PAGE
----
Getting a denial letter about your social security disability claim can be disappointing at first, but you must remember that this is commonplace and there is only one thing that you can do to move forward: begin the appeals process.

The denial rate for initial claims is about 65% nationwide, so you are actually part of the majority when it comes to the social security disability process. The statistics may seem daunting, but it is more important now than ever to make sure that you have everything in order to make your case.

A Denial is not the End of Your Case

Getting a denial letter from the Social Security Administration is not the end of your case, it is actually just the beginning. It does not mean that you are not disabled and that you will not get access to social security benefits.

The biggest mistake that you can make in the SSD claims process is to not file an appeal within the 60 day window of your denial letter. Failure to appeal in time may mean that you have to start back at the beginning of the claims process, which is sure to cause further financial hardship and emotional distress.

Although it may seem like an uphill battle, there are two things that you can do to get closer to your benefits: keep your chin up, and file a reconsideration.

How Does the Appeal Process Work?

There are four parts to the appeal process:
1. Reconsideration
2. Hearing by an administrative judge
3. Review by the Appeals Council
4. Federal Court review


A reconsideration is the beginning of the appeals process and means that your case will be completely reviewed by someone who did not partake in the first decision. All evidence previously submitted as well as any new evidence will be taken into consideration.

The biggest mistake at this phase is to miss the filing deadline, which is 60 days from the date that you receive your denial letter. Appealing a decision is becoming easier. You can submit your reconsideration request and supplementary documentation online.

Disability Hearing

If you disagree with the reconsideration decision, you may request a disability hearing. This is the phase of the process where the majority of cases are approved.

The hearing is conducted by an administrative law judge who was not involved in the original review or reconsideration of your case. You may submit new information at this time that will further solidify the information that has already been provided.

At the hearing, you will appear before the judge with your lawyer, if you have one. The judge will question you and any witnesses that are present. Medical or vocational experts are useful for more elaborate information during this hearing.

Appeals Council

If you disagree with the hearing decision, the next step is to request a review from the Social Security Appeals Council. The Appeals Council will review the case in it’s entirety, and may deny a request if they believe that the hearing decision was correct. If the Appeals Council decides to review your case, it may issue a decision on your behalf, or return it an administrative law judge who will review it further.

Federal Court

If you disagree with the Appeals Council decision, or if the Appeals Council decides not to review your case, you may file a lawsuit in a federal district court.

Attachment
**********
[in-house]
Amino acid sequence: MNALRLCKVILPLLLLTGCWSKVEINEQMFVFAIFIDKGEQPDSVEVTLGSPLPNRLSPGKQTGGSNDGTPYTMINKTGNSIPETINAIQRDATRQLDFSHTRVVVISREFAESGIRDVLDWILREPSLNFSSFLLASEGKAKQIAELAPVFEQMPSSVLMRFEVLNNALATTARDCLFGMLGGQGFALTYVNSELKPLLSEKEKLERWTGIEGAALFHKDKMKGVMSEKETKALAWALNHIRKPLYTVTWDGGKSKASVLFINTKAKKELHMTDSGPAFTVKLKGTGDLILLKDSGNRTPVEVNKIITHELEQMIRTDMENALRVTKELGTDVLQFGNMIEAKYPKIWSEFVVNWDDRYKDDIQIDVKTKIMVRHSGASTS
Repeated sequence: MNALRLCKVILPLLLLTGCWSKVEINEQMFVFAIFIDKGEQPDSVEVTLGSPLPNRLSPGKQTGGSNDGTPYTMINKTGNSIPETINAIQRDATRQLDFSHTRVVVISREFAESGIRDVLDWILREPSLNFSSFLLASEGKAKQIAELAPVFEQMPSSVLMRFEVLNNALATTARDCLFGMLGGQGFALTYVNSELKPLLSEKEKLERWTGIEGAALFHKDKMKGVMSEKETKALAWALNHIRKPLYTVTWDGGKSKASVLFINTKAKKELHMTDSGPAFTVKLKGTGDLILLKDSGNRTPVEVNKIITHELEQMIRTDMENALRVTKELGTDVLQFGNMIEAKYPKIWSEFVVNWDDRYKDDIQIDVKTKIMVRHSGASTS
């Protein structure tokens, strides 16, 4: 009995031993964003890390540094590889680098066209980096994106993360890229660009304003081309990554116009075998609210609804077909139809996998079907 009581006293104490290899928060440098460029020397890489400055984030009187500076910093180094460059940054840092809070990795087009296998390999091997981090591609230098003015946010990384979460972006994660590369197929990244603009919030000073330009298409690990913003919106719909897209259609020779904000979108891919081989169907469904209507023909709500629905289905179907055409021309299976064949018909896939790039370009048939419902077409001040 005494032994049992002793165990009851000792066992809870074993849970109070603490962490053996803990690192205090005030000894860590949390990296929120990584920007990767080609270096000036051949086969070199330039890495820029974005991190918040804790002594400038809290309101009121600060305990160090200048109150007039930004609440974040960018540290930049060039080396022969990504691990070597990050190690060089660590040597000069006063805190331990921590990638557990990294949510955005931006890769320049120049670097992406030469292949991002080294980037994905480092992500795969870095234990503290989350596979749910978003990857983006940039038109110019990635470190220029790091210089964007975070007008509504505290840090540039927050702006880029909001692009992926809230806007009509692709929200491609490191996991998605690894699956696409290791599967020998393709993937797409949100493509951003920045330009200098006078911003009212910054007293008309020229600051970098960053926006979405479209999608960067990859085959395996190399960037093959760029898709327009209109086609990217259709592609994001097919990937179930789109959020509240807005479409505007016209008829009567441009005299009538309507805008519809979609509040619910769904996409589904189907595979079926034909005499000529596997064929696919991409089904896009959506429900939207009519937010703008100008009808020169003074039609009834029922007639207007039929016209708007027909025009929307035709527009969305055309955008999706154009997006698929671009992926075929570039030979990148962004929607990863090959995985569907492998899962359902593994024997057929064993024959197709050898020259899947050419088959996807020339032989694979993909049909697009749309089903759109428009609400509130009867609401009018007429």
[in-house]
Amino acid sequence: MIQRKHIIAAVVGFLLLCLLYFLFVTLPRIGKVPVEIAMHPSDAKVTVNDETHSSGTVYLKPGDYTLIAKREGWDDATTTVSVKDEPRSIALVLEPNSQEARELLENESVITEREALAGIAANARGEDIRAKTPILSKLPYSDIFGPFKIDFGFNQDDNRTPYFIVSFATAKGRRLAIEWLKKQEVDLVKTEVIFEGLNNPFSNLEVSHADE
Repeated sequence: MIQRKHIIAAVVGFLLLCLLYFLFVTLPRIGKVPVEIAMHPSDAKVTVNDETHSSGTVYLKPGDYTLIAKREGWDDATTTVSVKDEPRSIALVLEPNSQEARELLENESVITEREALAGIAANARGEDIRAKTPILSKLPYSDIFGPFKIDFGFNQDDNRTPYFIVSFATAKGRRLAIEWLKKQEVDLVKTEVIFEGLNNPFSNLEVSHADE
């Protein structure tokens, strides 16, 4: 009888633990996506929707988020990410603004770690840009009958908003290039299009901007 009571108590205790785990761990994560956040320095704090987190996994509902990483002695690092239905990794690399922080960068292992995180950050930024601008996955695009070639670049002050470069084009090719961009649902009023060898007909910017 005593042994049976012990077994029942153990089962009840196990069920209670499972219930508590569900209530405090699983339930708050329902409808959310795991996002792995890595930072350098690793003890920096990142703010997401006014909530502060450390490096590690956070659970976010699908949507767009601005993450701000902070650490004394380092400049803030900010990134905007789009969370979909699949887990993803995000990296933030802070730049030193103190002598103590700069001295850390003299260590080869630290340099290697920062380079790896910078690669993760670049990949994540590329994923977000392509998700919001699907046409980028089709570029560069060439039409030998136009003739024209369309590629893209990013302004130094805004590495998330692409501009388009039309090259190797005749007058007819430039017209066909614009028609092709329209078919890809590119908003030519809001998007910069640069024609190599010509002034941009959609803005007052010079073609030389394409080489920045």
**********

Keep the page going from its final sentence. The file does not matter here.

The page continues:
What are my Chances of Winning?

The majority of social security disability claims are denied because there wasn’t enough medical evidence to prove the case. The most important thing that you can do for your SSD case is to file the necessary reconsideration request and disability hearing requests in a timely manner with the necessary information. The sooner that the paperwork is filed for your reconsideration and disability appeal, the sooner you will be able to win your claim.

Making sure that your case is well documented by maintaining records of every medical appointment and diagnosis, and persevering through the denial letters is the best way to ensure that you are awarded social security benefits. You can also review our 5 Tips to Winning Your Social Security Case, which may provide more insight into the process.

When Should I Hire a Lawyer?

If you intend to hire a social security disability lawyer for your reconsideration, it is important that you do it as soon as you receive your denial letter. Putting this off until the last minute means that valuable time is being wasted that your lawyer could better use to gather information regarding your case.

An attorney must be able to gather the required paperwork in order to examine your case and waiting too long to do this means there may not be enough time to complete the forms. Having a lawyer on your side will help to make sure that all paperwork is filed correctly and on time. A lawyer will also be able to assist you to make sure that you are receiving the correct information from your doctors that will help your case.

At Seff & Capizzi Law Group, we regularly assist clients with their SSD cases and provide valuable information for those who are interested in filing appeals from their initial denial. We are happy to assist clients in filing their reconsideration claims after the Social Security Administration issues their initial denial. If you are looking to file your initial SSD case claim, you can download our guide here and file your application online here.

If you need assistance with your SSD reconsideration case, please call us at (954) 920-9220. We have over 35 years of experience and offer a free consultation. We do not charge an up-front fee for social security legal representation. Click here for more information about social security disability and how Seff & Capizzi can help.